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Monday, 22 April 2024

Costco Has Gold Coins for Sale. Should You Buy Them?

by BD Banks

Costco Has Gold Coins for Sale. Should You Buy Them?

Image source: The Motley Fool/Upsplash

There has been an increased interest in gold and silver as investments, mainly due to recent inflation and economic uncertainty. And Costco is getting in on the action.

In fact, it might surprise you to learn that Costco now sells between $100 million and $200 million worth of gold and silver per month, according to estimates by Wells Fargo. The retailer is currently offering one-ounce gold coins for sale.

But should you buy gold from Costco if you can fit the purchase into your budget? In this article, we’ll dive into the gold coins Costco is selling, how the discount retailer’s prices compare to the competition, and whether gold should be a part of your investment strategy.

Costco’s gold coins

Costco is selling 2024 1 oz American Eagle Gold Coins, which are produced by the U.S. Mint and contain one ounce of pure gold.

As of this writing, Costco is selling these coins for $2,469.99 each. It is limiting purchases to one transaction per membership, and up to five gold coins can be bought in that single transaction. It’s also worth noting a few things:

  • The price could change by the time you’re reading this if the spot price of gold fluctuates.
  • Costco doesn’t apply any sort of price adjustments to gold coins.
  • Costco clearly states on its website that this price includes shipping and handling, and that the gold coins might be available in person for a lower price, since Costco won’t have the expense of making sure they’re delivered safely.

Costco’s price per ounce vs. current gold prices

With those prices in mind, consider that the spot (market) price of gold at the same time was about $2,406 per ounce. So, you’re paying about $64 more than the current market value for one ounce of gold.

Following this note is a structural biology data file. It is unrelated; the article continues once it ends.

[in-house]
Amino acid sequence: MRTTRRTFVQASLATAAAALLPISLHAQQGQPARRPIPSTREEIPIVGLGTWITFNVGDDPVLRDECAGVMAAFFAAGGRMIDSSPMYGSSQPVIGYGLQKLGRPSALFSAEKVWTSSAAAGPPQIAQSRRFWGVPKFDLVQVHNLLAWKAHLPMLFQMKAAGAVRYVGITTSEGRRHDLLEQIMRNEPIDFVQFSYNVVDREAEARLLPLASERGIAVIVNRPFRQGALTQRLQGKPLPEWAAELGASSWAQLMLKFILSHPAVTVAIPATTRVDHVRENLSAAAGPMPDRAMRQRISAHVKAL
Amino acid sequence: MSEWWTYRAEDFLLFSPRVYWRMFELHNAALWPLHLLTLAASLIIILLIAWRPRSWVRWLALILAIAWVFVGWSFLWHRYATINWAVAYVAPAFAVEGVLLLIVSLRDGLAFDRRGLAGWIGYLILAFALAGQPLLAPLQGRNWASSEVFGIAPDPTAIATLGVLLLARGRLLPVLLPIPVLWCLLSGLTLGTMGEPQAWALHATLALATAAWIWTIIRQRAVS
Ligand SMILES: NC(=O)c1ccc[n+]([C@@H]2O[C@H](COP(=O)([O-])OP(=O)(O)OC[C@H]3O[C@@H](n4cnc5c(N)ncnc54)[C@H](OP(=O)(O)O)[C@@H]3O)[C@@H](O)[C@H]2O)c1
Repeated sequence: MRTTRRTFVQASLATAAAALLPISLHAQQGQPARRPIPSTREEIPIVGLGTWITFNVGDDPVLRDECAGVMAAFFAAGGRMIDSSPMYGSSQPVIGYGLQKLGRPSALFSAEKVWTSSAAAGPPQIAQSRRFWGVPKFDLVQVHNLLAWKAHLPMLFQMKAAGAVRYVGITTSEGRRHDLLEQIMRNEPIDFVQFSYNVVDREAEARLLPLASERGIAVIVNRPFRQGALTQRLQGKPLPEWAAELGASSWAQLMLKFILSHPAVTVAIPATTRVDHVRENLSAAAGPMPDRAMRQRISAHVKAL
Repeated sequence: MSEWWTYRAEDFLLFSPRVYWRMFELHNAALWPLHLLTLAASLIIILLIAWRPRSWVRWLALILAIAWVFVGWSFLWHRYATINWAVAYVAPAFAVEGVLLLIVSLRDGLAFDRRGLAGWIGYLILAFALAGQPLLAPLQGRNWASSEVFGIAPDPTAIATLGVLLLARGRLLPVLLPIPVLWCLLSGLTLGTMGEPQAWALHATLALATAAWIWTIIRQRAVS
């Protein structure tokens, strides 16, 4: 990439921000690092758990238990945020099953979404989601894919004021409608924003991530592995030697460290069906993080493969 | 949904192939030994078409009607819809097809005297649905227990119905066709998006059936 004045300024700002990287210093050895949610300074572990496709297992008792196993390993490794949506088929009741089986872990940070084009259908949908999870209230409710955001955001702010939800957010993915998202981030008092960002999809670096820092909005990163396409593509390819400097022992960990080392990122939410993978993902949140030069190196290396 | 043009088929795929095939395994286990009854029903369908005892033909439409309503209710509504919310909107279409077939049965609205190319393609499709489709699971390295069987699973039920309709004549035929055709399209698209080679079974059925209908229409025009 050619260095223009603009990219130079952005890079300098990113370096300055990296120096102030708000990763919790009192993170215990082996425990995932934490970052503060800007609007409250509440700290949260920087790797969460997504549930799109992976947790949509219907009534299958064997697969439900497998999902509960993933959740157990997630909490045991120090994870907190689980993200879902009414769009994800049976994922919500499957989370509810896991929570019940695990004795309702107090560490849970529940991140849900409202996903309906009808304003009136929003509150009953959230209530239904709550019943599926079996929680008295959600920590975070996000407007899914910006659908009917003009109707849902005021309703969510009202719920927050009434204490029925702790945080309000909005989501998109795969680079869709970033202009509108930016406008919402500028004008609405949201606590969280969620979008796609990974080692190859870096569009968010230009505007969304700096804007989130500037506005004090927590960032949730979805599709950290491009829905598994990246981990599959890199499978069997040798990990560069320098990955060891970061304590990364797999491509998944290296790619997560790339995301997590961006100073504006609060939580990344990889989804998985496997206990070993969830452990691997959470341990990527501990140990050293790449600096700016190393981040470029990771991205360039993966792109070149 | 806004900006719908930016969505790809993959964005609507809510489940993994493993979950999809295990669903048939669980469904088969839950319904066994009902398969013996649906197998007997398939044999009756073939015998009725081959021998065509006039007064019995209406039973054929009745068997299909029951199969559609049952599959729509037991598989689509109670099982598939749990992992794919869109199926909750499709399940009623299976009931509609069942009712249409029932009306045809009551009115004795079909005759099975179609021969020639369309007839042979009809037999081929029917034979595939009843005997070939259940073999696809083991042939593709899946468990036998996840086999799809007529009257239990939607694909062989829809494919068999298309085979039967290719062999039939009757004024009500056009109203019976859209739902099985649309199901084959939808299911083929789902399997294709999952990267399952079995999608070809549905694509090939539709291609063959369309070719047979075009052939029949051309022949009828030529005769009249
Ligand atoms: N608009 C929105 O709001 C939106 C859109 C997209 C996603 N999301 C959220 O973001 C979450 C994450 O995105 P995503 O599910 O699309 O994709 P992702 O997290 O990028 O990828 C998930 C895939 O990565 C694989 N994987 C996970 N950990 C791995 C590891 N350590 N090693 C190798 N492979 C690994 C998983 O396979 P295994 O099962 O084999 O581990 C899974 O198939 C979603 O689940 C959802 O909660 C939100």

Having said that, Costco’s prices are quite low compared with other ways to buy the same gold coins. You’ll always pay more for a U.S. Mint-produced gold coin than you would for a one-ounce bar of gold because of the coin’s value as a collectible. For comparison, major precious metals exchange APMEX charges $2,532.59 (as of this writing) for one 2024 1 oz American Eagle Gold Coin, which includes shipping.

Is gold a good investment?

The short answer is that it depends on what you mean by “investment.” Gold can be a good way to store value and protect against economic crashes, but it is unlikely to deliver comparable performance to the stock market over time. For example, since 2010 gold has increased in value by 91% through April 19. That might sound like solid performance, until you learn that the S&P 500 produced a return of 484% in the same period.

Legendary investor Warren Buffett once explained why he doesn’t think of gold as a great investment.

In short, he classifies gold as an “unproductive asset.” It doesn’t produce anything of value (like a business would) and it doesn’t generate income (like dividend stocks do). Other than making jewelry — which a very small percentage of gold is actually used for — it has little practical utility. Its value is simply based on what someone else is willing to pay for it.

The bottom line

Gold can be an excellent store of value and could work as a hedge against inflation. And to be fair, it’s certainly a better investment than most purchases I’ve made at Costco. Its value also tends to hold up well in uncertain times and market crashes. The bottom line is that buying some of Costco’s gold coins could be a smart idea, but it’s important to realize that it doesn’t replace a smart long-term investment strategy.

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We’re firm believers in the Golden Rule, which is why editorial opinions are ours alone and have not been previously reviewed, approved, or endorsed by included advertisers.
The Ascent does not cover all offers on the market. Editorial content from The Ascent is separate from The Motley Fool editorial content and is created by a different analyst team.Wells Fargo is an advertising partner of The Ascent, a Motley Fool company. Matt Frankel has positions in Wells Fargo. The Motley Fool has positions in and recommends Costco Wholesale. The Motley Fool has a disclosure policy.

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